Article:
The thirty-sixth psalm is now headed, To the chief Musician, a Psalm of David, the servant of the Lord. It should be, To the Conqueror, to the Beloved, the Servant of Jehovah.
The thirty-ninth psalm is entitled, To the chief Musician, even to Jeduthun,* a Psalm of David. When translated, it really is, To the Conqueror ; for a public confession, a Psalm for the Beloced.
The forty-second psalm is headed, To the chief Musician, Maschil, for the Sons of Korah.t It
* The word Jeduthun is derived from my, public confessions or professions ; whence the word 1979, JEHODAH, or JUDAH, a confessor.
+ The word Korab is in Hebrew nap, KORACH, baldness. Now, this was the established sign, amongst Oriental nations, of mourning; and the Scriptures continually use the word baldness in this sense. See Jer. xvi. 6. and xlviii. 37. Ezek. xxvii. 31; Mic. i, 16, to xv. 2. Jer, xlvii. 5. to xxii, 12. Ezek. vii. 18. The version of the title of this psalm is, then, literally, To the eternal Conqueror, an instruction for the sons of baldness.
truly is, To the Conqueror, an instruction for the sons of mourning, or for mourners, according to our English idiom. Let any one read the psalm, and the justness of the real title will soon appear.
The forty-third psalm is a continnation of the forty-second, there being no distinct title.
The forty-fifth now rups,* To the chief Musician, upon Shoshannim, for the Sons of Korah, Maschil, a song of loves. The imaginary musiciao being struck out, and the untranslated Hebrew words explained, it stands as follows:
* Sacy has translated the latter part of the title of this psalm, Pour ceux qui seront changez, intelligence aux enfans de Coré, cantique pour le Bien-aimé. The word Shoshannim is derived by Parkhurst from the root ww, SASS, to joyfully exult; and be lias considered the a as being only formative. In that case, the title will stand as we have given it. Sacy, on the other hand, considers 73W, SHANAU, he iterated or changed, as the root, and the first w as a prefixed pronoun. In that case, the title will read as he has given it: and he applies it to the resurrection, when the trumpet shall sound, and in the twinkling of an eye we shall all be changed. The Hebrew bears both senses.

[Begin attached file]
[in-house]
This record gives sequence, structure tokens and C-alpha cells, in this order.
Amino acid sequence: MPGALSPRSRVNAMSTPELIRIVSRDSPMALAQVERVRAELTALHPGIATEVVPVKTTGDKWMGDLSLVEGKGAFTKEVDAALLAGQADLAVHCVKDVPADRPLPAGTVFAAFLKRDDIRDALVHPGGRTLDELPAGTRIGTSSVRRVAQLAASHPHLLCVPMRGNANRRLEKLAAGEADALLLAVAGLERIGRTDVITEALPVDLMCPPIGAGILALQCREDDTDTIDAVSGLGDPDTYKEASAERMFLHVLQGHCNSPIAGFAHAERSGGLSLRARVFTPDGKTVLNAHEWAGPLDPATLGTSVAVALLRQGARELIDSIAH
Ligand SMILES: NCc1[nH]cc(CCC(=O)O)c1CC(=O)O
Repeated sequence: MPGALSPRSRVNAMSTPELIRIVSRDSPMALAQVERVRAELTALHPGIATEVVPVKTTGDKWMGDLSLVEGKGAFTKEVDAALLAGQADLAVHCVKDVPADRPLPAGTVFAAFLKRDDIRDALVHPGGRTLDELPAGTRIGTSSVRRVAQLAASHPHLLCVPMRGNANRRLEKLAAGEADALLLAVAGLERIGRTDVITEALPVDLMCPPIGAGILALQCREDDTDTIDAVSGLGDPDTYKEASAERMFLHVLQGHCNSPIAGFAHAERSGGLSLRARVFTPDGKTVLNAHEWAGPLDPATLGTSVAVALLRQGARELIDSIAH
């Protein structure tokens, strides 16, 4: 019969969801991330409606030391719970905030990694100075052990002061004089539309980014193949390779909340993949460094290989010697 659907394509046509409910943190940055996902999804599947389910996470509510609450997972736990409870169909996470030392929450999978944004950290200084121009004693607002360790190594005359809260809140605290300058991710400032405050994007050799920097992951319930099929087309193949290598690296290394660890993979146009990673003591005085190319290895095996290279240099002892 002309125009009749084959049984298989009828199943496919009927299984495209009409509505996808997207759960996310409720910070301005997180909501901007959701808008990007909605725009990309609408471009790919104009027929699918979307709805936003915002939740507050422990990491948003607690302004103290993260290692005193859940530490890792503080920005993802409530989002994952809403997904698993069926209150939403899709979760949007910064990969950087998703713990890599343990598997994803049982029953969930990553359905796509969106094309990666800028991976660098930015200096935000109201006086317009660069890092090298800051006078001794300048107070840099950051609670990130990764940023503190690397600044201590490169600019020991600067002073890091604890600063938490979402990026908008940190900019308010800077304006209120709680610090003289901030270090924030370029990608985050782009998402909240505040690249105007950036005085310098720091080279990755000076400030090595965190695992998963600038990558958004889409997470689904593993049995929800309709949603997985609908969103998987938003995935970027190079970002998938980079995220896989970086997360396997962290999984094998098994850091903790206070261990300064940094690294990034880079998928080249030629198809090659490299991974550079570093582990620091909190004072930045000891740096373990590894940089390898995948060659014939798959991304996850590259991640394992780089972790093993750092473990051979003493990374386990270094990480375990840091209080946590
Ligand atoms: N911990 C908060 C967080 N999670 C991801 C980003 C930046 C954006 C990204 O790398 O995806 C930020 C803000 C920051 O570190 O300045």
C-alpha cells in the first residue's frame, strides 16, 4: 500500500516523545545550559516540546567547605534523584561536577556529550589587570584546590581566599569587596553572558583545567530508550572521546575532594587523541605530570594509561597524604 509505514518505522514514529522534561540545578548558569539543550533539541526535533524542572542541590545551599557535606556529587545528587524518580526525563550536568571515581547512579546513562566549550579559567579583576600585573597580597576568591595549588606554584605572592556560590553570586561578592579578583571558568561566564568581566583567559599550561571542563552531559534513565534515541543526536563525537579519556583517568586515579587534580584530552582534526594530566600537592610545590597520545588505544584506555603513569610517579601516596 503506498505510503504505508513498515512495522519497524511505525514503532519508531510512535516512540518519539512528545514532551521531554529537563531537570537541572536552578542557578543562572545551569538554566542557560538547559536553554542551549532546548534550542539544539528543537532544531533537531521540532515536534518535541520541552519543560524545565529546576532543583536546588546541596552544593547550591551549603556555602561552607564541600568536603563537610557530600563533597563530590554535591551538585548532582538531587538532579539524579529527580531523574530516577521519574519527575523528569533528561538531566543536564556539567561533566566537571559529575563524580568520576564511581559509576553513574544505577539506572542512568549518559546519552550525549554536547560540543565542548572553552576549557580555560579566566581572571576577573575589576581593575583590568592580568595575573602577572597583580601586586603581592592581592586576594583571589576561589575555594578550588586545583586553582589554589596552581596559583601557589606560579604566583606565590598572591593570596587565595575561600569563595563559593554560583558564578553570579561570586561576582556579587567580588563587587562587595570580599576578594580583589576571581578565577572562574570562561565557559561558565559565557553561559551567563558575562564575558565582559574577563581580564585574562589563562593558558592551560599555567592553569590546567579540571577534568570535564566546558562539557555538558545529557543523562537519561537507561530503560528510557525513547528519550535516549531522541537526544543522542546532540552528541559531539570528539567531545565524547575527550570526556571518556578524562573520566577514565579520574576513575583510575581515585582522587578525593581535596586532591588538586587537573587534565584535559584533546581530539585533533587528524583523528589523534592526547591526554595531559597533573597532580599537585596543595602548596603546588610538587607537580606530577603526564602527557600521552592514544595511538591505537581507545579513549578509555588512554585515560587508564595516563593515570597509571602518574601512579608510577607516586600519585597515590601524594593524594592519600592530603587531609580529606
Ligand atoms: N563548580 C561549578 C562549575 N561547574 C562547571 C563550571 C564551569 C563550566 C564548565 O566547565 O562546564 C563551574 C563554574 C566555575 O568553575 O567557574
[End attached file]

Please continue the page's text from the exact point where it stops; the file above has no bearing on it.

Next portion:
The Douay version also gives the title of the forty-fifth psalm, thus: Unto the end; for them that shall be changed; for the sons of Core; for understanding; a canticle for the beloved.
Duguet observes : “ Il est ainsi dans la Vulgate, In finem pro iis qui commutabuntur, &c. ce qui est une version des Septante, qui ont la apparemment O'W-V, qui mutantur, au lieu de D'unu, dont la signification ordinaire est lilia,”
To the Conqueror, concerning joyful things, being an instruction for the sons of mourning ; a song of loves, or of the Beloved.
The forty-sixth psalm now stands thus, To the chief Musician, for the sons of Korah, a song upon Alamoth.* Again, dispensing with the ideal musician, and translating the Hebrew, we have, To the Conqueror, for the Sons of Mourning, a song upon hidden things to come.
Several other psalms follow, in which the title, To the chief Musician, for the Sons of Korah, is most improperly put, for To the Conqueror, a Psalm for the Sons of Mourning.
The title of the fifty-first psalm, now applied exclusively to the repentance of David, is thus,
To the Conqueror, a Psalm for the Beloved, when the given prophet went forth from him after he went to the daughter of the oath or covenant : thus representing it as the confession of sin of Christ when going forth from his Father, he came to rescue his Church.
The fifty-third psalm is now prefaced by the title, To the chief Musician upon Mahalath,t
* The Hebrew root is by, he concealed; whence riasy, GNALAMOTH. Sacy translates it " pour les secrets."
tobris, MACHALATH, the profane, from 57, to make a breach, to break, to violate or profane. This word is frequently opposed to IP, KADOSHE, holy, set apart, or separated.